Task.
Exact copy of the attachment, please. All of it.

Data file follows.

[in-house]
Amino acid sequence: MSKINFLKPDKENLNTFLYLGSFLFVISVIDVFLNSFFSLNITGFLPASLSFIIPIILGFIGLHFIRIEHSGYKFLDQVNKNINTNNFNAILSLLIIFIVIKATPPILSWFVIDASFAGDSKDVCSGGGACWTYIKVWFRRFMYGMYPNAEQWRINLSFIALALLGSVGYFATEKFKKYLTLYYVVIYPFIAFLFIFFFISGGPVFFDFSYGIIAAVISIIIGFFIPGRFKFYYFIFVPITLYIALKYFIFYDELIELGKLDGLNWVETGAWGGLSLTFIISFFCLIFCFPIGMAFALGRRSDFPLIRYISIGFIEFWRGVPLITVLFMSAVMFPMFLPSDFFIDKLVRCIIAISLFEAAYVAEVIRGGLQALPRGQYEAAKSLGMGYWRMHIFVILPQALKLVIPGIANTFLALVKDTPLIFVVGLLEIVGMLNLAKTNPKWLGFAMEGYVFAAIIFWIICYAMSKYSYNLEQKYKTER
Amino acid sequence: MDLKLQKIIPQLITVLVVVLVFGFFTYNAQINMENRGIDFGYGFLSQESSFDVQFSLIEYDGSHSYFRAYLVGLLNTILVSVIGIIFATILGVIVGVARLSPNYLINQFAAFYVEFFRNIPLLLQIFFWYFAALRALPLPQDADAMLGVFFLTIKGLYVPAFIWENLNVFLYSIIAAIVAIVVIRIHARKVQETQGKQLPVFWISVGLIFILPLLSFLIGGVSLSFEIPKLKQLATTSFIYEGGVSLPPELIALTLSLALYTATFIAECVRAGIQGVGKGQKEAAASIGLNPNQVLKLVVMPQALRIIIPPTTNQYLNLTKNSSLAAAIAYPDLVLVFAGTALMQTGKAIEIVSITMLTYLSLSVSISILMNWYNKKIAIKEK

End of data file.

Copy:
[in-house]
Amino acid sequence: MSKINFLKPDKENLNTFLYLGSFLFVISVIDVFLNSFFSLNITGFLPASLSFIIPIILGFIGLHFIRIEHSGYKFLDQVNKNINTNNFNAILSLLIIFIVIKATPPILSWFVIDASFAGDSKDVCSGGGACWTYIKVWFRRFMYGMYPNAEQWRINLSFIALALLGSVGYFATEKFKKYLTLYYVVIYPFIAFLFIFFFISGGPVFFDFSYGIIAAVISIIIGFFIPGRFKFYYFIFVPITLYIALKYFIFYDELIELGKLDGLNWVETGAWGGLSLTFIISFFCLIFCFPIGMAFALGRRSDFPLIRYISIGFIEFWRGVPLITVLFMSAVMFPMFLPSDFFIDKLVRCIIAISLFEAAYVAEVIRGGLQALPRGQYEAAKSLGMGYWRMHIFVILPQALKLVIPGIANTFLALVKDTPLIFVVGLLEIVGMLNLAKTNPKWLGFAMEGYVFAAIIFWIICYAMSKYSYNLEQKYKTER
Amino acid sequence: MDLKLQKIIPQLITVLVVVLVFGFFTYNAQINMENRGIDFGYGFLSQESSFDVQFSLIEYDGSHSYFRAYLVGLLNTILVSVIGIIFATILGVIVGVARLSPNYLINQFAAFYVEFFRNIPLLLQIFFWYFAALRALPLPQDADAMLGVFFLTIKGLYVPAFIWENLNVFLYSIIAAIVAIVVIRIHARKVQETQGKQLPVFWISVGLIFILPLLSFLIGGVSLSFEIPKLKQLATTSFIYEGGVSLPPELIALTLSLALYTATFIAECVRAGIQGVGKGQKEAAASIGLNPNQVLKLVVMPQALRIIIPPTTNQYLNLTKNSSLAAAIAYPDLVLVFAGTALMQTGKAIEIVSITMLTYLSLSVSISILMNWYNKKIAIKEK